Long before the west had ever heard of the fabulous dukkah (doo-ka) mixture, the east had been enjoying this amazing side dish for centuries. In fact, the story of dukkah dates back to ancient Egypt, thousands of years ago, when a combination of nuts, seeds, flavorful spices and herbs were pounded in a pestle to form a coarse mixture which was used as a dip for flatbread dunked in olive oil. And to this day, this amazing side dish is still commonly used in much the same way as it was back then.
The original dukkah mixture was made from dry-roasted nuts, probably hazelnuts or chickpeas, toasted sesame seeds, dried spices such as,coriander,cumin, and herbs from that region like mint, zahtar and marjoram. If you want to make your own version of dukkah, you can use just about any dry-roasted nuts, or seeds as well as your favorite spices. Put the ingredients into a blender and pulse until the mixture is coarse. Now you are ready for dipping some toasted bread into olive oil and then into your dukkah mixture.
Not only is dukkah healthy to consume, its also quite versatile in the kitchen. The strong earthy flavors and texture of dukkah makes the perfect bread crust for fish, chicken or even tofu. It can jazz up any salad, sandwiches and even pizza. Want the ultimate veggie burger? Mix the dukkah into your main ingredient before forming the patty, then grill or barbeque it and you will be in burger heaven.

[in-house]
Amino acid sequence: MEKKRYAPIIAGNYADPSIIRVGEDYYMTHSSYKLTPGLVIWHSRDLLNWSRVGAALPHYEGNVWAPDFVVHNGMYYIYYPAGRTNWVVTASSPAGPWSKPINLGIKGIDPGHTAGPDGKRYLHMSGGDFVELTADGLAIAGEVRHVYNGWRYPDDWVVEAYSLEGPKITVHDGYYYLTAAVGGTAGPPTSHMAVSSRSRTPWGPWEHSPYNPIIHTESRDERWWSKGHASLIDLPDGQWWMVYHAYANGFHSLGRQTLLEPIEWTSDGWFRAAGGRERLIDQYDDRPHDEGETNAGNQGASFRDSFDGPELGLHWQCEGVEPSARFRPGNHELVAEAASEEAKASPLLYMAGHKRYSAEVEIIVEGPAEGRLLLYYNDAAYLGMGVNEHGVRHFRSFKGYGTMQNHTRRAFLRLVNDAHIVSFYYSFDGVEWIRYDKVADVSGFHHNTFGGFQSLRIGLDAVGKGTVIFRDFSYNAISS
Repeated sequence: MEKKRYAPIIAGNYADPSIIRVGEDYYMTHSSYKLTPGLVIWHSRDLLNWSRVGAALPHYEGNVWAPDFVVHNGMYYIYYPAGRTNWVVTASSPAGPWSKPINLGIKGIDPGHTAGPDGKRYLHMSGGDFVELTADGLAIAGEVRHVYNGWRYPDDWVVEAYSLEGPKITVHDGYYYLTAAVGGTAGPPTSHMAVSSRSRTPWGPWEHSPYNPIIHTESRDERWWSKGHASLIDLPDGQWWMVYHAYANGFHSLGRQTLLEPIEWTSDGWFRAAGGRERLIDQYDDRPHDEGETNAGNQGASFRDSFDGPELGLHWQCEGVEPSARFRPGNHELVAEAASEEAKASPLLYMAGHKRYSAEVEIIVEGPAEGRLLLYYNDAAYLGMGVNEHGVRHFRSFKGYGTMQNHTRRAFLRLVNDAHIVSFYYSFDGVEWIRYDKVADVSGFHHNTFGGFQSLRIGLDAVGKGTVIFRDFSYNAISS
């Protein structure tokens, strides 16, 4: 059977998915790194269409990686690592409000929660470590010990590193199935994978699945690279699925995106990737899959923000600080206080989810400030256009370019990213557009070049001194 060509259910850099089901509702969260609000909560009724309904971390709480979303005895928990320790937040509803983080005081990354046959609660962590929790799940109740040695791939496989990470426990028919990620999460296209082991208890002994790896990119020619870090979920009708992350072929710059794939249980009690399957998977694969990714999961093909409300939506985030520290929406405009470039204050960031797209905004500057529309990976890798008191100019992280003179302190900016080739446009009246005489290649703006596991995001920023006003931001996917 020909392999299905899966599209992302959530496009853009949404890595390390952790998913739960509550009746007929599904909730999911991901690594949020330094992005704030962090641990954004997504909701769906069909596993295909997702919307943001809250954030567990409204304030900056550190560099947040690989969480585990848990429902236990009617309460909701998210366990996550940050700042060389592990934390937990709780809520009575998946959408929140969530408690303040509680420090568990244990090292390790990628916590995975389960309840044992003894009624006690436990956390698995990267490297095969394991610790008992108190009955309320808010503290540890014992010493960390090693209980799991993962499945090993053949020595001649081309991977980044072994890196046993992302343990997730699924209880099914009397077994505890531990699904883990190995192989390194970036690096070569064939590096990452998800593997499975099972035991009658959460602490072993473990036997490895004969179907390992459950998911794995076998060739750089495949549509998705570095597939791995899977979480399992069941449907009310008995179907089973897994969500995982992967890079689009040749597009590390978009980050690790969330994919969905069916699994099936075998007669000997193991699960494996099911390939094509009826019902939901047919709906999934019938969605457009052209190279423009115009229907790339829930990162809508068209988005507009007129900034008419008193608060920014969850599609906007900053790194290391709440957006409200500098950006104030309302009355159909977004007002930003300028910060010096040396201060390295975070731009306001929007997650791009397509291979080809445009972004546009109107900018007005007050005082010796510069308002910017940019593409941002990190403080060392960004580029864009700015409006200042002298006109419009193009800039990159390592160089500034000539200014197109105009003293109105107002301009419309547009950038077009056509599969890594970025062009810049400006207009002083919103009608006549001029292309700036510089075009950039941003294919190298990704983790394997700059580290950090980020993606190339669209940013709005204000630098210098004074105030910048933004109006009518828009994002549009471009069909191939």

In the land down under, dukkah has become so popular with the Aussies and Kiwis that it is often found on restaurant tables along with bread and olive oil. Fans of dukkah prefer to eat it in the simplest way, by dipping crusty bread into extra virgin olive oil and then dipping the bread right into the dukkah mixture as they sip from a glass of their favorite vino.
Since both of us have roots in the Middle East, dukkah was a regular food item in each of our households. It is quite natural for us to have a container of dukkah in our kitchen arsenal, especially when we want a quick snack. We like it on our salads and vegetables or even potatoes and rice. We love dukkah as a breading for grilling fish and tofu. If were in the mood for eggs in the morning, we sprinkle some dukkah over the eggs and on the toast after spreading it with olive oil -- it adds crunchiness and flavor to the meal.
Even though dukkah has been around for thousands of years in the Middle East, it still remains largely unheard of in most American markets and restaurants. Were hoping that dukkah will receive the attention it deserves in the U.S. by making its mark on the gastronomical scene as the new, healthy versatile food that everyone can enjoy.
Here are two simple recipes for a great telapia and arugula salad: